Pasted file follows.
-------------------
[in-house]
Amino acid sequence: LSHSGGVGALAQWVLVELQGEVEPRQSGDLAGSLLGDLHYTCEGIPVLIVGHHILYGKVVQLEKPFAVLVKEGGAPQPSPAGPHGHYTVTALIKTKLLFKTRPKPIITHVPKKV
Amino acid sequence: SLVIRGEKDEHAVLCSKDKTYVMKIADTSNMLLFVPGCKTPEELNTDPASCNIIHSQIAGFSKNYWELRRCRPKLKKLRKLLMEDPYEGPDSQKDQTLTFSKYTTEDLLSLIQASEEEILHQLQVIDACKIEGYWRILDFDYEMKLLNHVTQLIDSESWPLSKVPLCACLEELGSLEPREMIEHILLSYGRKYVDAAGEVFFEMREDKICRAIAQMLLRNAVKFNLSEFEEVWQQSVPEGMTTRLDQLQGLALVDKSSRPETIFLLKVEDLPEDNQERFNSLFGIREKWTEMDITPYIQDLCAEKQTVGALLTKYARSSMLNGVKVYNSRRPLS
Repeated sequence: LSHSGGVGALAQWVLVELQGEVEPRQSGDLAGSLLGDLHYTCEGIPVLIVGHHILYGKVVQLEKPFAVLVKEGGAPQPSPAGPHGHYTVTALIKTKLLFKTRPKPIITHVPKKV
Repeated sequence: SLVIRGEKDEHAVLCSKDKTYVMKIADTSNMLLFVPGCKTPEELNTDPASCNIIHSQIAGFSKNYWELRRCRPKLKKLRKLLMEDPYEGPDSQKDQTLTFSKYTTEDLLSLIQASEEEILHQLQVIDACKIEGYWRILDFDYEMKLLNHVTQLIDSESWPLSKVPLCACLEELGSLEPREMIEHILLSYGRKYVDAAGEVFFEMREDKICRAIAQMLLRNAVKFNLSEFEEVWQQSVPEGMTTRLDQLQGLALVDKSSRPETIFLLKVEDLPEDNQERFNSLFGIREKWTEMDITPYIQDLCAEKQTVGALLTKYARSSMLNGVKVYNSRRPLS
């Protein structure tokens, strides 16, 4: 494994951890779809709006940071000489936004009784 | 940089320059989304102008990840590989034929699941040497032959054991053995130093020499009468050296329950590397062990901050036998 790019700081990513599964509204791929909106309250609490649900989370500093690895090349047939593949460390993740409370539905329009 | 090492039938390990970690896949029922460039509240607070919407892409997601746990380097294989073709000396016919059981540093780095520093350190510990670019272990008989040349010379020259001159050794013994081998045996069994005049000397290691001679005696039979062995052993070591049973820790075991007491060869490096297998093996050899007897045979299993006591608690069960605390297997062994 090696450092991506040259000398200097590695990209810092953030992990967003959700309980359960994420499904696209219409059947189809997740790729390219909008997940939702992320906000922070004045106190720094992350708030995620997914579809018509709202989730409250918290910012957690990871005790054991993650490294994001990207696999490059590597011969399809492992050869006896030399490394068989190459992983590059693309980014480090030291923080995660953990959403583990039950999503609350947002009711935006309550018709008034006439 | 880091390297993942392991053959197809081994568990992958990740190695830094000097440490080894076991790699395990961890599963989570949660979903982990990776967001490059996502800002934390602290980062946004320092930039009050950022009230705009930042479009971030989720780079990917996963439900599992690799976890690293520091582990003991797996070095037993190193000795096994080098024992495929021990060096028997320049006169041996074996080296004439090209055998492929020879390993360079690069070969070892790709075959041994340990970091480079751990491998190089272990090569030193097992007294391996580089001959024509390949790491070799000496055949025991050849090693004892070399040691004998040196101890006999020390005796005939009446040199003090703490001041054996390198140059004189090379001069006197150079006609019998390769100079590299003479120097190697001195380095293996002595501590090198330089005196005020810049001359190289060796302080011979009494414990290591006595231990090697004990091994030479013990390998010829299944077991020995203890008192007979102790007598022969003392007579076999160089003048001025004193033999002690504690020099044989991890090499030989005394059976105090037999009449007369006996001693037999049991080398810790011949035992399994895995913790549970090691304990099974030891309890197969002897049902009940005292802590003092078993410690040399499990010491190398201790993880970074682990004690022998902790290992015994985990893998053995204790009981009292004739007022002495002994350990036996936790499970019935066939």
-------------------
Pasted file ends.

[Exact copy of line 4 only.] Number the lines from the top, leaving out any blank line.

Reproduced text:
Repeated sequence: LSHSGGVGALAQWVLVELQGEVEPRQSGDLAGSLLGDLHYTCEGIPVLIVGHHILYGKVVQLEKPFAVLVKEGGAPQPSPAGPHGHYTVTALIKTKLLFKTRPKPIITHVPKKV